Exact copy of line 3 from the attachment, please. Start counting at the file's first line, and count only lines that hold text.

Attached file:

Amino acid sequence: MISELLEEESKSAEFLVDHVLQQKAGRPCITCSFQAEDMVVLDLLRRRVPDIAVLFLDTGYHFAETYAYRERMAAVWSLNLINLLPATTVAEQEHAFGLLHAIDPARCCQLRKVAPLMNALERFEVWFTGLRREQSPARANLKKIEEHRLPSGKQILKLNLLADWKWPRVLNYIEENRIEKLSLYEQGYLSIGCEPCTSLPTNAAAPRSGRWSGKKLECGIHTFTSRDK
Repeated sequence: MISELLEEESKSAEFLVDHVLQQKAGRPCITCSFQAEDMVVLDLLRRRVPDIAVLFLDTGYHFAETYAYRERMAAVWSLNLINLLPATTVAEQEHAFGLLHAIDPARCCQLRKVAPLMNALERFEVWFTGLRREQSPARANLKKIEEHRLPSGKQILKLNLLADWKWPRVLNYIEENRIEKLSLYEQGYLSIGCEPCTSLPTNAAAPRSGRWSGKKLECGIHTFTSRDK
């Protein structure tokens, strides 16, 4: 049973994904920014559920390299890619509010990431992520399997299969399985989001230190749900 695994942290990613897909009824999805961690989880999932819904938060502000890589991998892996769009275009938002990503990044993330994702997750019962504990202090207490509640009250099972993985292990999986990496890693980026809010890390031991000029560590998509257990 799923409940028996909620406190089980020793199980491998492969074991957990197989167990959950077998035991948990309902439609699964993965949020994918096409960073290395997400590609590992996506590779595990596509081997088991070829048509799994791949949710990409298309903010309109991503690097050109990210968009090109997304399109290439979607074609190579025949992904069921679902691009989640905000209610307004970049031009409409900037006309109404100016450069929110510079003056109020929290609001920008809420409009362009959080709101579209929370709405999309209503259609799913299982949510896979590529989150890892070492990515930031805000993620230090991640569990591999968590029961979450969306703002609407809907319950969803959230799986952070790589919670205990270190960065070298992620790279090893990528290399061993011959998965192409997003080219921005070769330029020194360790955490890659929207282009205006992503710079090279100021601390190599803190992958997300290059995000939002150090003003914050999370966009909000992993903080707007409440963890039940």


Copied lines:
């Protein structure tokens, strides 16, 4: 049973994904920014559920390299890619509010990431992520399997299969399985989001230190749900 695994942290990613897909009824999805961690989880999932819904938060502000890589991998892996769009275009938002990503990044993330994702997750019962504990202090207490509640009250099972993985292990999986990496890693980026809010890390031991000029560590998509257990 799923409940028996909620406190089980020793199980491998492969074991957990197989167990959950077998035991948990309902439609699964993965949020994918096409960073290395997400590609590992996506590779595990596509081997088991070829048509799994791949949710990409298309903010309109991503690097050109990210968009090109997304399109290439979607074609190579025949992904069921679902691009989640905000209610307004970049031009409409900037006309109404100016450069929110510079003056109020929290609001920008809420409009362009959080709101579209929370709405999309209503259609799913299982949510896979590529989150890892070492990515930031805000993620230090991640569990591999968590029961979450969306703002609407809907319950969803959230799986952070790589919670205990270190960065070298992620790279090893990528290399061993011959998965192409997003080219921005070769330029020194360790955490890659929207282009205006992503710079090279100021601390190599803190992958997300290059995000939002150090003003914050999370966009909000992993903080707007409440963890039940």